Stonestreet Upper Barn Vineyard Chardonnay 2007
Chardonnay from Sonoma County, California
One of our most profound sites (block 48), is situated at 1,800 feet. The rocky, shallow site is exposed and straddles a high ridgeline. The wine from Upper Barn is known for its complexity and hedonistic texture and reveals itself in luscious layers with each subsequent swirl and sniff in the glass. Only 385 cases made.
The Wine Advocate - "The star is the 2007 Chardonnay Upper Barn, which was made famous when Helen Turley used to make this wine for her Marcassin label. From this great grand cru site, this powerful Chardonnay reveals notes of popcorn, citrus, nectarine, and lemon blossom. Made from the old Heritage Wente clone (as are many of California’s top Chardonnays), it possesses plenty of minerality, a big, full-bodied mouthfeel, good acidity, and a long finish. Drink this profound Chardonnay over the next 5-6 years. Stonestreet is becoming an excellent source for small lots of Chardonnay, although the basic Alexander Valley cuvee is very plentiful (6,500 cases). The single vineyard offerings (between 120 and 350 cases produced of each) are impressive efforts that are more similar than dissimilar since they all come from single vineyard lots, are aged in 50% new French oak (except for the Gravel Bench), and spend 11 months on their lees before bottling. "
Wine Enthusiast - "This vineyard has a long, distinguished history, even before it passed into Jackson Family's hands. It's a great mountain property, yielding focused, concentrated flavors of tropical fruits that are well oaked. There's also a firm minerality. One of the few Chards that can age. "
Wilfred Wong of Wine.com - "Light bronze hue. Heady aromas of honey, toasted grain and lemon. Rich, lavish entry of generous grapefruit framed by well-blended oak. Tart, tangy finish imbued with impressive, lemon-lime-tinged acidity and lovely apple nuances."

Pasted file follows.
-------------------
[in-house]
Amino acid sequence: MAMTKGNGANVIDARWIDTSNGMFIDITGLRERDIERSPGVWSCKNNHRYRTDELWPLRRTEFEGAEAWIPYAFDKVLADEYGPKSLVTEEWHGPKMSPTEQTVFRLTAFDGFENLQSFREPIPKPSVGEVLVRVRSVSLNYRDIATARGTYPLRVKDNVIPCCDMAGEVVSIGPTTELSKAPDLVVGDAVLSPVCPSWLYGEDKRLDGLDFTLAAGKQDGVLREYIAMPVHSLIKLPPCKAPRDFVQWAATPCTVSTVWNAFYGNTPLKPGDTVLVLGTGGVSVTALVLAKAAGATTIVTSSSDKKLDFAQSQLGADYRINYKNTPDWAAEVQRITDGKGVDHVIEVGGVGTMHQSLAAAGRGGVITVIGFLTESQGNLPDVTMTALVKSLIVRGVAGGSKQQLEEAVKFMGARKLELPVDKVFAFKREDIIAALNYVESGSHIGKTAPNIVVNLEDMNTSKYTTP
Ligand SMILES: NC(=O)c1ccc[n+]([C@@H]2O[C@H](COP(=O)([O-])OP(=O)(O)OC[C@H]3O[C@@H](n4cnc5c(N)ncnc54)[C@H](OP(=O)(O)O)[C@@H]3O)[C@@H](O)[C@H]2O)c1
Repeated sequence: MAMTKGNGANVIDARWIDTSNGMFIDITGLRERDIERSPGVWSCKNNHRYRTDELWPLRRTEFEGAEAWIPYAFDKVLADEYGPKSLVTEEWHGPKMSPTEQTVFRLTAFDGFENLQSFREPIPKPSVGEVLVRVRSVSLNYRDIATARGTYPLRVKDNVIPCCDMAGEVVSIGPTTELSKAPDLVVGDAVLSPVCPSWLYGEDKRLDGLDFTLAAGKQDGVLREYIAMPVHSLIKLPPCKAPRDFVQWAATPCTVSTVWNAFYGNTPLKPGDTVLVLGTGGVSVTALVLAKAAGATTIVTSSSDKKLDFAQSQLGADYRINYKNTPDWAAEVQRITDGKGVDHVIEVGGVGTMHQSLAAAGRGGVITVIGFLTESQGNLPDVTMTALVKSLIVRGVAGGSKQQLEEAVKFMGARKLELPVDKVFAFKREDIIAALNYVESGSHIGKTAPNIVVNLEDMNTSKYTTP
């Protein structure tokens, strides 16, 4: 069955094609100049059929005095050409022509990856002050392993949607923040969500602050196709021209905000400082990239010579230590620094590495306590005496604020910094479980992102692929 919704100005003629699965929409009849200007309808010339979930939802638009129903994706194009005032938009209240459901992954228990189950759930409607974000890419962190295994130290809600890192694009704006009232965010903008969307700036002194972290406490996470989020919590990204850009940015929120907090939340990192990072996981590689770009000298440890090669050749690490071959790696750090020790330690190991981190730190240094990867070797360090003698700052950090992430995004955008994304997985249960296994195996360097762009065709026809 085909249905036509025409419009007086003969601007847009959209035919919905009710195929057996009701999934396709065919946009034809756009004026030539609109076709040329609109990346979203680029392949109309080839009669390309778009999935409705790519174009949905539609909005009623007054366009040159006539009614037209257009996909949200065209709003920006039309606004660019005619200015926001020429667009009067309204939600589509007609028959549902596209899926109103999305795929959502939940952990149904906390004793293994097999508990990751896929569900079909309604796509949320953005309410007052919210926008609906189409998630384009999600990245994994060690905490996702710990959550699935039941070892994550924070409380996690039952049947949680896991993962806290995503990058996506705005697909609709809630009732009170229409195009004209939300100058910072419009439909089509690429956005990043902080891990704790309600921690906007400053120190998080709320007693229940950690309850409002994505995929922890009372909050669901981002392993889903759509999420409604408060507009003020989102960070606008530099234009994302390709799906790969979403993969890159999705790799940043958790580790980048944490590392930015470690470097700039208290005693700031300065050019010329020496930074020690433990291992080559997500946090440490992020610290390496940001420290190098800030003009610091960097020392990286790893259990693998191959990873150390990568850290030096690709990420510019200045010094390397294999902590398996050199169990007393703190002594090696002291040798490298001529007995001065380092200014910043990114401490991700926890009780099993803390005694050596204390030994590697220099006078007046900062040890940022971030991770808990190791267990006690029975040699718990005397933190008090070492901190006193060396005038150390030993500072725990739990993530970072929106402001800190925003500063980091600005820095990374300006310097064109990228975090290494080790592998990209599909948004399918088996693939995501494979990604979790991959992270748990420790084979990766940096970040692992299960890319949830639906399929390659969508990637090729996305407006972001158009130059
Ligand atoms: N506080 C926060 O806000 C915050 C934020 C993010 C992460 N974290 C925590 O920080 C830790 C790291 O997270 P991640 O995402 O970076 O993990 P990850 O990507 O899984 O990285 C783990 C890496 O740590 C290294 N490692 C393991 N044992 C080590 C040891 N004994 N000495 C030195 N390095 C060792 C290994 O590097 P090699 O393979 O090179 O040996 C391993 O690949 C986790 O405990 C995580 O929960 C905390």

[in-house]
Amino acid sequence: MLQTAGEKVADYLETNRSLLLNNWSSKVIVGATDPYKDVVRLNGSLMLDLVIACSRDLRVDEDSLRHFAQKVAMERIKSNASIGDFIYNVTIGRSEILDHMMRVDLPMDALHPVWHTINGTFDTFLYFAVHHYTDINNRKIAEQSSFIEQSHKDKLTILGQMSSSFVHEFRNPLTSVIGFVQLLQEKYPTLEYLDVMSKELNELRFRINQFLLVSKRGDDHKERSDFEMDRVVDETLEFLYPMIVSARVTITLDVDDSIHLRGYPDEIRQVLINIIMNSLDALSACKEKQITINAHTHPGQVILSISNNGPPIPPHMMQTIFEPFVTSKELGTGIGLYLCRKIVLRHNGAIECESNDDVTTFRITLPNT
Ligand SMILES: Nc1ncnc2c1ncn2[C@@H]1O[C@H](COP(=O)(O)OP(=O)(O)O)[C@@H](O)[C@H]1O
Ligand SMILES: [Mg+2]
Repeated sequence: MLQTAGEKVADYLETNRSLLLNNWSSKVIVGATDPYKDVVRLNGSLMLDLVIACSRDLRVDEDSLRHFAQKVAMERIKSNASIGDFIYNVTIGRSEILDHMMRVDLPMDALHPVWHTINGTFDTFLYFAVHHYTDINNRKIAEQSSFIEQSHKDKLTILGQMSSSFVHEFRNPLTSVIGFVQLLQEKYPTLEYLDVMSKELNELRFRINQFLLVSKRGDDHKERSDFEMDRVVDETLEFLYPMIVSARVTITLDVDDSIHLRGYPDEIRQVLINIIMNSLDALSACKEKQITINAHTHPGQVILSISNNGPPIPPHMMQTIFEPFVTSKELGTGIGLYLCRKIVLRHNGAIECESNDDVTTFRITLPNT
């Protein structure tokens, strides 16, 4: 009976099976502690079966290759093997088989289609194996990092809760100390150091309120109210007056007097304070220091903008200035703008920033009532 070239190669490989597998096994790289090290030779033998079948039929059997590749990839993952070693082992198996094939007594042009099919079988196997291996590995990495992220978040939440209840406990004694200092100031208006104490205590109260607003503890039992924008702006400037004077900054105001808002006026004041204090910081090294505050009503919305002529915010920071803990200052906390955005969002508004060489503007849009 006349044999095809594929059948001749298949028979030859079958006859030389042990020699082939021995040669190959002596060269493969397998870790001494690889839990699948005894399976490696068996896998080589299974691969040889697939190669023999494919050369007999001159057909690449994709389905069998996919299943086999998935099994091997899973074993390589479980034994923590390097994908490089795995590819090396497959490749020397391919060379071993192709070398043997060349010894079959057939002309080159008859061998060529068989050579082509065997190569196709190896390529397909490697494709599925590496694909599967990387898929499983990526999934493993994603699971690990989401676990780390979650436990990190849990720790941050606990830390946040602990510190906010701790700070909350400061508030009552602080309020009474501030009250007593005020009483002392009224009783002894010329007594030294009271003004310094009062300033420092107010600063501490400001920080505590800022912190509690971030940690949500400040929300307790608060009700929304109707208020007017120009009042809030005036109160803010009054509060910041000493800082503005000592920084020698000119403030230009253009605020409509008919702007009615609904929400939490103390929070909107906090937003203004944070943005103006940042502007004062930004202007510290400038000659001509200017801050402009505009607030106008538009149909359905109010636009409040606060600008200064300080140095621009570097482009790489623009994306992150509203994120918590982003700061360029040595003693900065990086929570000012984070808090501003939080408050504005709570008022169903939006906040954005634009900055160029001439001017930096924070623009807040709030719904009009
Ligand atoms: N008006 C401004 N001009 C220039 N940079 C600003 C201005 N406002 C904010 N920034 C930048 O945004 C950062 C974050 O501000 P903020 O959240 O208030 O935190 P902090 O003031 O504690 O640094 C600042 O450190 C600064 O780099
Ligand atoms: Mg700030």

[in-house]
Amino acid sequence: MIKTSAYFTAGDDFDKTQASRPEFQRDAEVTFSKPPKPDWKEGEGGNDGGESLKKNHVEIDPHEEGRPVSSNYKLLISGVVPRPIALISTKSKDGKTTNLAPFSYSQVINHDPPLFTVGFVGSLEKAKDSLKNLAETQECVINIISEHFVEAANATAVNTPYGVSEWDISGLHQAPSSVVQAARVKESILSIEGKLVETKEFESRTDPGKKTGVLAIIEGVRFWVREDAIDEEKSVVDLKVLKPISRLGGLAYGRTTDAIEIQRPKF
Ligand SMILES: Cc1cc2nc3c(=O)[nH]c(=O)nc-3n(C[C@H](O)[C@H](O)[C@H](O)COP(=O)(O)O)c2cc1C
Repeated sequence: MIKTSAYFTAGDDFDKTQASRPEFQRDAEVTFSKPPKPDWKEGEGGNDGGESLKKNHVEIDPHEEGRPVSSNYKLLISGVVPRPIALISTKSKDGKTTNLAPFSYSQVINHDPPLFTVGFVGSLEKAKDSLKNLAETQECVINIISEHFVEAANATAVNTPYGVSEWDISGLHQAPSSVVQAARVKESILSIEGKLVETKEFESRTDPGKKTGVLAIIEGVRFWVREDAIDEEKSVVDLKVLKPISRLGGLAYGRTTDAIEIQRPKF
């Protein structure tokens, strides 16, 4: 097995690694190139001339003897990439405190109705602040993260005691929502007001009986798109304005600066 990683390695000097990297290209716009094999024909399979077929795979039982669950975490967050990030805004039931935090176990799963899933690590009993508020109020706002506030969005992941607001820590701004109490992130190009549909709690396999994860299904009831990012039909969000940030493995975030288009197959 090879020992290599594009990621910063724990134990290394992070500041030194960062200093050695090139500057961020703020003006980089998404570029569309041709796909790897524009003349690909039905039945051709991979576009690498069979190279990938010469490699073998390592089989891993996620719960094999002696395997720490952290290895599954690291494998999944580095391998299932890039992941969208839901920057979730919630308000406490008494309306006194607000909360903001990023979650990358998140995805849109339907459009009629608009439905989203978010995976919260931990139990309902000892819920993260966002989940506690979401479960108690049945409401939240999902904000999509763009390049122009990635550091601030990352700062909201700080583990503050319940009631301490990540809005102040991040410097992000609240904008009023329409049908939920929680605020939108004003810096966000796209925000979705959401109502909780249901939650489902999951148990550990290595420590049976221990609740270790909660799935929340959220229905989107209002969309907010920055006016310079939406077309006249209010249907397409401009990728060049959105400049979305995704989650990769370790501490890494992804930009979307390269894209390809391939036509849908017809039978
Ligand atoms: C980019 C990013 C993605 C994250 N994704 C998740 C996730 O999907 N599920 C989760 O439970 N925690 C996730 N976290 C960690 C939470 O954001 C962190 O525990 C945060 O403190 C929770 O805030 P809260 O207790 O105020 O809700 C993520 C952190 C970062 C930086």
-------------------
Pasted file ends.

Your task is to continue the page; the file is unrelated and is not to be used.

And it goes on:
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In the autumn of 1989, Jess Jackson acquired the Zellerbach winery and renamed it in honor of his late father, Jess Stonestreet Jackson. Stonestreet quickly garnered international acclaim for their powerful reds and luscious whites.
Today, Stonestreet wines are undergoing a transformation, using fruit from Alexander Mountain Estate and new winemaking techniques. Alexander Mountain Estate, with lean, well-draining soils and cooler temperature, produces fruit with smaller berries and more intense color and flavor. Stonestreet is dedicated to fulfilling the promise of Alexander Valley's exceptional and distinctive vineyards. Traditional, Old World methods of hand harvesting, small barrel lot production, native yeast fermentation and bottling each wine unfiltered brings out the best in specific grape varieties and provides the quality framework for each Stonestreet wine. View all Stonestreet Wines
About Sonoma CountyView a map of Sonoma County wineriesRelated Links:
Twice as large as Napa in size, Sonoma County only makes about half as much wine as its northeasterly neighbor. Because of its vast size, however, Sonoma is able to achieve far more diversity within its borders, which include sub-AVAs that are climatically varied. The atmosphere of Sonoma is decidedly laid-back and down-to-earth, but the wines are serious and well-made, ranging in style from subtle and elegant to rich and powerful. Grape varieties are more varied here, from Pinot Noir and Zinfandel to Cabernet Sauvignon and Chardonnay.
Notable FactsThe largest sub-AVAs of Sonoma include Dry Creek Valley, Russian River Valley, Alexander Valley and Sonoma Valley. Each sub-AVA, with its own micro-climate, is unique in its grape varieties and styles of wine. Dry Creek makes a mean Zinfandel while Russian River produces stand up Pinot Noir and Chardonnay. The Alexander Valley makes some of the better Cabernet Sauvignons in the county and Sonoma Valley creates excellent wines from all the above varieties. Other grapes found throughout Sonoma include Sauvignon Blanc, Merlot and Syrah.
About CaliforniaIt's not rare to see a wine's country of origin listed as "California." A country into itself in the wine world, California makes enough varieties and styles to match many European wine countries. It produces a diverse range of wines that span the quality spectrum.
The most famous of the California wine regions is Napa Valley, and these wines are certainly outstanding – but it's not as broad and diverse as its larger neighbor, Sonoma County. Down south, Santa Barbara's Santa Maria Valley is well-known for its Rhône blends, as well as cool-climate varieties like Pinot and Chardonnay. The Central Coast, the largest California AVA, has many different microclimates that lead to a wide range of wines with many sub-AVAs.
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